If you ever wondered what could have possibly gone wrong to create the conditions that occurred after HurrSpectacular book about a cataclysmic event.
If you ever wondered what could have possibly gone wrong to create the conditions that occurred after Hurricane Katrina, this book is a must read. Brinkley gives a wonderful introduction to the area, people and places then follows the various stories and events through the week following the disaster. Feel free to feel horrified by the living nightmare people encountered in the aftermath. The treatment of the poor, elderly, handicapped and ill reveals more about America (and the eponymous dream that is so often a nightmare) than a million sociological studies.
At 600+ pages it's a dense and thorough read, though the first thing the author does is apologize for not as fully covering the Gulf Coast they way he would have liked. While he tries not to assign blame, he points out the numerous mistakes made by those in charge, and FEMA and George Bush do not come out looking well. And while he criticizes many people, he also praises where praise is deserved. This means that he refuses to name a bad guy, which is refreshing.
The heroes and heroines of Katrina are mostly individuals working on their own or in groups outside of established government or service agencies. The hundreds of unnamed rescuers, along with Louisiana Fish and Wildlife and the National Guard, deserve the thanks of every American. That our neighbors are our saviors in the time of disaster should be a lesson to us all.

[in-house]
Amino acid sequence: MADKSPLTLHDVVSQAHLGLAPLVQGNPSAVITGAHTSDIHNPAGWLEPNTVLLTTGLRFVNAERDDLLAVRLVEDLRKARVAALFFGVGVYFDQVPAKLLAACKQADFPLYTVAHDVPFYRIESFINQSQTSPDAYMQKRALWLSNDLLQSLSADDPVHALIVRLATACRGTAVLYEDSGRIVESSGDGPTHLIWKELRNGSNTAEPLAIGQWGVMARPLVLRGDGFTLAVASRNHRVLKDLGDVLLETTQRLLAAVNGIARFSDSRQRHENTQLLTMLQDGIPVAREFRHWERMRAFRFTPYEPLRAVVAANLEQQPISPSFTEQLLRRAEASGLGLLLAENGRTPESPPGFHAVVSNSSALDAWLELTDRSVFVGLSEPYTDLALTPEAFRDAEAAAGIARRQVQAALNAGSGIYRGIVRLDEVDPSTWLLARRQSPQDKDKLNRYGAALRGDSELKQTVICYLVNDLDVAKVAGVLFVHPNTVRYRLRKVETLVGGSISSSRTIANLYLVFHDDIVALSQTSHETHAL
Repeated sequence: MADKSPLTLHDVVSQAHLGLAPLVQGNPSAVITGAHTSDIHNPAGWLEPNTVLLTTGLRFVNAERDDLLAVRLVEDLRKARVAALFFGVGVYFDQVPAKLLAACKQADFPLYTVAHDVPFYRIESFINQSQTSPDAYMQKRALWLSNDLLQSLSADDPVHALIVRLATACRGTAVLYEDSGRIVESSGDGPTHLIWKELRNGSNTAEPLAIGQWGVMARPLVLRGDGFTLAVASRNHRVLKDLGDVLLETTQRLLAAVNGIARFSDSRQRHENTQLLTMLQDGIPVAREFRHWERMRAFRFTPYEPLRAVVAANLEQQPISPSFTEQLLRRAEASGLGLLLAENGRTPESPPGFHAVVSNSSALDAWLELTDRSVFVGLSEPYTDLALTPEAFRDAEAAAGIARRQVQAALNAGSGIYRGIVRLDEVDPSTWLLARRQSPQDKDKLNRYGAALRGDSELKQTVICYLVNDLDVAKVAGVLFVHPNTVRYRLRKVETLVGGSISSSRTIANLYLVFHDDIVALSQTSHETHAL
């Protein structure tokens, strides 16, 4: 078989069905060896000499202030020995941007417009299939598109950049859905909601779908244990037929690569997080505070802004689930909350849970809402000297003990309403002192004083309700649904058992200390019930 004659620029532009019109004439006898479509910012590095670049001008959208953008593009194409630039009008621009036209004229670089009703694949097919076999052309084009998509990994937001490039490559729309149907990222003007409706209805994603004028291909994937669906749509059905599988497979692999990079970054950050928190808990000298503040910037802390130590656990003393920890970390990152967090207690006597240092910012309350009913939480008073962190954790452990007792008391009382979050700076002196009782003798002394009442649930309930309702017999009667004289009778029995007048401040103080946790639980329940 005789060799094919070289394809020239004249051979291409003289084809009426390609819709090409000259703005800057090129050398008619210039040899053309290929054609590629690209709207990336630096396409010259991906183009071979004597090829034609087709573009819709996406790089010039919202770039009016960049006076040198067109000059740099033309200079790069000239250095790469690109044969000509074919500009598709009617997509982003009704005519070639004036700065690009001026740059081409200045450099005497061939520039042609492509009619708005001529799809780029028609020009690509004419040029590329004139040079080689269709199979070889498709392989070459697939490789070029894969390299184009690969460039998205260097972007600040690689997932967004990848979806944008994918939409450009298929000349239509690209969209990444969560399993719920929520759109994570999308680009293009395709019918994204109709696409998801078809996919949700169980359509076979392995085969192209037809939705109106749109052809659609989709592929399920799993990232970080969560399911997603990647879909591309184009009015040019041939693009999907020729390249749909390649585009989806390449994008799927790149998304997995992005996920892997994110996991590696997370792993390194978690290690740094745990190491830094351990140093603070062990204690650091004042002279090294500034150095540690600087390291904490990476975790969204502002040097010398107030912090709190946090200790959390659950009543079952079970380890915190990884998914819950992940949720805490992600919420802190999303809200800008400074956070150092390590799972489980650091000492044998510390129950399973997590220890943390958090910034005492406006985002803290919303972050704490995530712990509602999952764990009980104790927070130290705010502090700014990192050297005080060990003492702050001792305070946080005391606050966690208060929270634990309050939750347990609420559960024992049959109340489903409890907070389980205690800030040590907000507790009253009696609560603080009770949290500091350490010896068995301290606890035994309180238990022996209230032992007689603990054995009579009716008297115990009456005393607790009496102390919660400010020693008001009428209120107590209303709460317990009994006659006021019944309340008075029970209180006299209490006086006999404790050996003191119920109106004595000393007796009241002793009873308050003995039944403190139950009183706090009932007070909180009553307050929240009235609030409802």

The lack of emergency plan in New Orleans (and the fact that NYC lacked one until September 11th, 2001) and the monumental mistakes made without one should make everyone start writing letters to their mayors immediately. Perhaps the most terrifying of the mistakes were those inflicted by members of the government attempting to avoid lawsuits or rigidly follow guidelines that were preventing attempts to get aid to people. The number of times throughout the book that FEMA turned down help or materials, or even turned back trucks bringing in desperately needed supplies reminded me how often small minds act only in their own interest.
A FEMA worker who was part of the recovery effort recommended the book to my boyfriend and described it as very accurate. The author seems to have interviewed hundreds of people, not to mention compiling upwards of a thousand news reports and articles. The scholarship involved is impressive, not to mention the fact that the author, who became an ad hoc rescuer, never even mentions his own experiences during Katrina. Though he was "on the ground" this is not his memoir. In fact, I did not know how involved Brinkley was with the rescue operations until I saw him interviewed in Spike Lee's astonishing When the Levees Broke.
I have to admit that I'm glad I've finished, as it means I won't be sobbing on the subway anymore. As they say in the newspaper business, read it and weep, but this time it's actually a warning. ...more